The Lord is our wisdom, protector and healer.
(Genesis 1:29-30, Ezekiel 47:12)
1. I found Geranium oil to be helpful in ridding me of some excess bloating in the liver/stomach
area...applying a few drops directly to those areas. It does have a diuretic
sort of action, so one has to use the bathroom a little more frequently for a few hours after application. - C.G.
2. I apply 2 drops of Geranium on my stomach and all the menstrual cramping pain
is gone as well as the heavy bleeding
. Geranium hits the mark for me!! I've started using Geranium as my daily deodorant and find that I can manage the stress
in my life much better. I'm no longer crabby
nor have any PMS symptoms
. - E.T.
3. I had several D and C's and was facing an imminent uterus removal. Geranium was the key essential oil that helped control the menstrual bleeding
. God brought essential oils into our life at our point of desperation and we are eternally grateful. I am now pregnant with our 5th child and very thankful. NOTE: I did get "overzealous" (way too many undiluted drops applied every hour) with applying Geranium EO at the beginning of our EO journey, and I experienced what I can only describe as a very sudden Liver/Gallbladder detox/purge. I felt REALLY horrible for 18 hours, but the bleeding stopped and I felt MUCH better in terms of overall health from then on (no headaches, bleeding began to get on a schedule instead of constant, etc.). I continued to use Geranium along with several other EOs for several months after until I became pregnant. I would now recommend that ANY woman having "womanly" issues consider a Liver detox (or Whole Body, but focus on the Liver) to "reset" her hormone issues. The process wasn't pleasant, but the results for me were WELL worth it. - Christy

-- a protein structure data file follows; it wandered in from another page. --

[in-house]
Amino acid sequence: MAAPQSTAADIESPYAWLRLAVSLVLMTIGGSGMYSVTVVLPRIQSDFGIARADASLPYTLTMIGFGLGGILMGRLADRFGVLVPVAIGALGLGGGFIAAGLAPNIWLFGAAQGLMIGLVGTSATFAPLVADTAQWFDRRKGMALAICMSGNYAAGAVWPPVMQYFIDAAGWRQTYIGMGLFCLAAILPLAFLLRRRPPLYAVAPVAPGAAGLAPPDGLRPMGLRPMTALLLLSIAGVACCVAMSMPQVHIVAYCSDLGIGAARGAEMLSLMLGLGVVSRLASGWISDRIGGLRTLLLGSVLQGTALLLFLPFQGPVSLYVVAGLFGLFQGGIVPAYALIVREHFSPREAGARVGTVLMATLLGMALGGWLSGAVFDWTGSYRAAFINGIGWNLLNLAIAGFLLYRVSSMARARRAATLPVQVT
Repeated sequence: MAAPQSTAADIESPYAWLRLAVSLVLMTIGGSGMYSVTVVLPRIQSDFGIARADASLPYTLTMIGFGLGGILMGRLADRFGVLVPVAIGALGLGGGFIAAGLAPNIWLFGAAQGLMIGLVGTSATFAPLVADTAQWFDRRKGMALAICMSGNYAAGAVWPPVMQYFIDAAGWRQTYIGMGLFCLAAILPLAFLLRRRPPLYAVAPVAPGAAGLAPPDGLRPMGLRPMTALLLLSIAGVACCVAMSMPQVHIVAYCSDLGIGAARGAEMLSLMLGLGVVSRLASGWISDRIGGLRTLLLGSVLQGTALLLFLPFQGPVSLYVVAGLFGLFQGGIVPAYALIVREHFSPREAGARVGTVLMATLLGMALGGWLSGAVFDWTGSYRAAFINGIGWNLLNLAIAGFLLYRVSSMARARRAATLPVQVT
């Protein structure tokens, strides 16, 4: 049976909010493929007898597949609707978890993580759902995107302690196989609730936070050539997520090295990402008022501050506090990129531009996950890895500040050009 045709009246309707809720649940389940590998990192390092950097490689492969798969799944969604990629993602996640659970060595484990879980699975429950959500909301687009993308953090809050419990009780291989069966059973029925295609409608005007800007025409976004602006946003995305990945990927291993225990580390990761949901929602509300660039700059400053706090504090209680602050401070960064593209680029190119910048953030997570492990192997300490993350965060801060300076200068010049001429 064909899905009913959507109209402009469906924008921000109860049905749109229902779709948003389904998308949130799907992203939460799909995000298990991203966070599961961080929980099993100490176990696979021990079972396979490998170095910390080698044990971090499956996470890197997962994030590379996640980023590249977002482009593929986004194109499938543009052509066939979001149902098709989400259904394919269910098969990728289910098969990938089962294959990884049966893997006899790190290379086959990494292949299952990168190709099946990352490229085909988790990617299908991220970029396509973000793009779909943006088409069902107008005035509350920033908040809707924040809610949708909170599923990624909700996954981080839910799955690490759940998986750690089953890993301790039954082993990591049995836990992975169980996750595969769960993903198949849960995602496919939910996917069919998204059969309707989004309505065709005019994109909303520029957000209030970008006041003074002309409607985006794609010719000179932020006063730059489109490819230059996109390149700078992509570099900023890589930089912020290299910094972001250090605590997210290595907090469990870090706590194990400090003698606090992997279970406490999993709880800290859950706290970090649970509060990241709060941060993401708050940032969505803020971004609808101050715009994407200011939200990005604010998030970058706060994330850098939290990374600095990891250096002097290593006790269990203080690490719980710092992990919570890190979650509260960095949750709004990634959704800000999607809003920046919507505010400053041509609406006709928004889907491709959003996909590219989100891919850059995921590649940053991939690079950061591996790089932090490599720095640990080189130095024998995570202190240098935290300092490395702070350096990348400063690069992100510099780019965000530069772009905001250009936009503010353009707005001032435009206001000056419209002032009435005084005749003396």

4. Geranium has been such a blessing in my life. I am a 28 year old mother of 2, and I was at the point where my monthly periods were so excruciatingly painful
, and the flow so heavy and intense, that I was asking my doctor what my birth control options were to help manage the hormones. I was desperate for help to simply survive each monthly period so that I could actually get off the couch and take care of my kids - it was getting that bad. However, the thought of altering my body in that way made me extremely uncomfortable, and I'm so, so thankful that I tried Geranium instead! It has made my monthly flow remarkably lighter, and the pain is so much more bearable! It used to be completely debilitating, and now it is just a blip in my day. I do still use Ibuprofen like before, and sometimes a heating pad, but I am no longer in tears in my bed in the fetal position waiting and praying for it to be over. I am able to have a *normal* day! Praise the Lord! When I use it mid-month during ovulation, I have noticed a definite change in my moods and relief of my ovulation cramping. I praise God for this miraculous oil that kept me off of unnecessary hormone medication! - Jessica
5. For several weeks I have been using Palo Santo
and Geranium on my kids and dog when they go out to our tick-infested back yard
(we live in PA). In the few weeks we have used them, we've not seen a single tick, and other bugs stay away too. For myself and the children, I mix up two separate roll-on applicators - one with 10 drops Palo Santo and the other with 10 drops Geranium, and I fill the rest with fractionated coconut oil. I usually apply it onto their ankles, necks, wrists and elbows. When they come inside and I can no longer smell the oils, I reapply. This seems to do the trick! Prior to using the oils, I was picking ticks off of them nearly every time they went outside. For our dog, I use a drop of each undiluted between her shoulder blades. - Satin
6. For the past year or so my periods have been irregular and a little heavy
. I tried using YL's Progessence Plus to help regulate my hormones, but I found that I'd gain weight super easy when using that oil, even if my diet didn't change. I looked into trying Heritage's Geranium oil, and I am soooooo pleasantly surprised. This period was almost normal and relatively light, and I thoroughly enjoyed the smell of Geranium as well. I used Sunshine a little for perfume, and somehow I think that helped too. I'm anticipating better cycles ahead. - Kathryn